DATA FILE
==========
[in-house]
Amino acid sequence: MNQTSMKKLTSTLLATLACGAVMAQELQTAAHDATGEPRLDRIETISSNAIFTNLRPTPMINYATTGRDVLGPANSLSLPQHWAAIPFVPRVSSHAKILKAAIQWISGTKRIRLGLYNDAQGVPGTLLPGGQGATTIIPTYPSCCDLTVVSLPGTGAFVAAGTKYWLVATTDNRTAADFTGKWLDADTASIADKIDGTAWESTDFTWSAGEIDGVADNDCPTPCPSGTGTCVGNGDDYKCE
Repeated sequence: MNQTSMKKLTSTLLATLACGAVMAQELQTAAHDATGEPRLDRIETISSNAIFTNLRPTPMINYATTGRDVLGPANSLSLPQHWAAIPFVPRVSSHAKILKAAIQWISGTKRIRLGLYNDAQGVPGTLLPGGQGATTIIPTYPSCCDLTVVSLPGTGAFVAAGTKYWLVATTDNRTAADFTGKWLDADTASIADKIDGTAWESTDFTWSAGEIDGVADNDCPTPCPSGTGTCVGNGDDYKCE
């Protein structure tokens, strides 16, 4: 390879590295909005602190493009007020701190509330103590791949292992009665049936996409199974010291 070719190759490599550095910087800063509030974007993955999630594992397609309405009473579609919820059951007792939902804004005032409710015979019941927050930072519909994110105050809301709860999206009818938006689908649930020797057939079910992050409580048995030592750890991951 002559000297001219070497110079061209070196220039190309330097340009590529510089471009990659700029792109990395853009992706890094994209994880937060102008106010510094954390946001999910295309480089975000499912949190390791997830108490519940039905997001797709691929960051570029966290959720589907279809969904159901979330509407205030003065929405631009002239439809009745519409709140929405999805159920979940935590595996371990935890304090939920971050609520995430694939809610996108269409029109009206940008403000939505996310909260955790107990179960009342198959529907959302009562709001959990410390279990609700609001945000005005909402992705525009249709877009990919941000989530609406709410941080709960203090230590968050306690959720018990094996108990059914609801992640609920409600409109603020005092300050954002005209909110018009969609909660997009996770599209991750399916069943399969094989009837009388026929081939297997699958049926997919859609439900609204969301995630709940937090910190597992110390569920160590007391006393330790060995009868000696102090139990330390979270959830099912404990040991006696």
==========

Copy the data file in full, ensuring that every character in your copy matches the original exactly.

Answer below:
[in-house]
Amino acid sequence: MNQTSMKKLTSTLLATLACGAVMAQELQTAAHDATGEPRLDRIETISSNAIFTNLRPTPMINYATTGRDVLGPANSLSLPQHWAAIPFVPRVSSHAKILKAAIQWISGTKRIRLGLYNDAQGVPGTLLPGGQGATTIIPTYPSCCDLTVVSLPGTGAFVAAGTKYWLVATTDNRTAADFTGKWLDADTASIADKIDGTAWESTDFTWSAGEIDGVADNDCPTPCPSGTGTCVGNGDDYKCE
Repeated sequence: MNQTSMKKLTSTLLATLACGAVMAQELQTAAHDATGEPRLDRIETISSNAIFTNLRPTPMINYATTGRDVLGPANSLSLPQHWAAIPFVPRVSSHAKILKAAIQWISGTKRIRLGLYNDAQGVPGTLLPGGQGATTIIPTYPSCCDLTVVSLPGTGAFVAAGTKYWLVATTDNRTAADFTGKWLDADTASIADKIDGTAWESTDFTWSAGEIDGVADNDCPTPCPSGTGTCVGNGDDYKCE
């Protein structure tokens, strides 16, 4: 390879590295909005602190493009007020701190509330103590791949292992009665049936996409199974010291 070719190759490599550095910087800063509030974007993955999630594992397609309405009473579609919820059951007792939902804004005032409710015979019941927050930072519909994110105050809301709860999206009818938006689908649930020797057939079910992050409580048995030592750890991951 002559000297001219070497110079061209070196220039190309330097340009590529510089471009990659700029792109990395853009992706890094994209994880937060102008106010510094954390946001999910295309480089975000499912949190390791997830108490519940039905997001797709691929960051570029966290959720589907279809969904159901979330509407205030003065929405631009002239439809009745519409709140929405999805159920979940935590595996371990935890304090939920971050609520995430694939809610996108269409029109009206940008403000939505996310909260955790107990179960009342198959529907959302009562709001959990410390279990609700609001945000005005909402992705525009249709877009990919941000989530609406709410941080709960203090230590968050306690959720018990094996108990059914609801992640609920409600409109603020005092300050954002005209909110018009969609909660997009996770599209991750399916069943399969094989009837009388026929081939297997699958049926997919859609439900609204969301995630709940937090910190597992110390569920160590007391006393330790060995009868000696102090139990330390979270959830099912404990040991006696």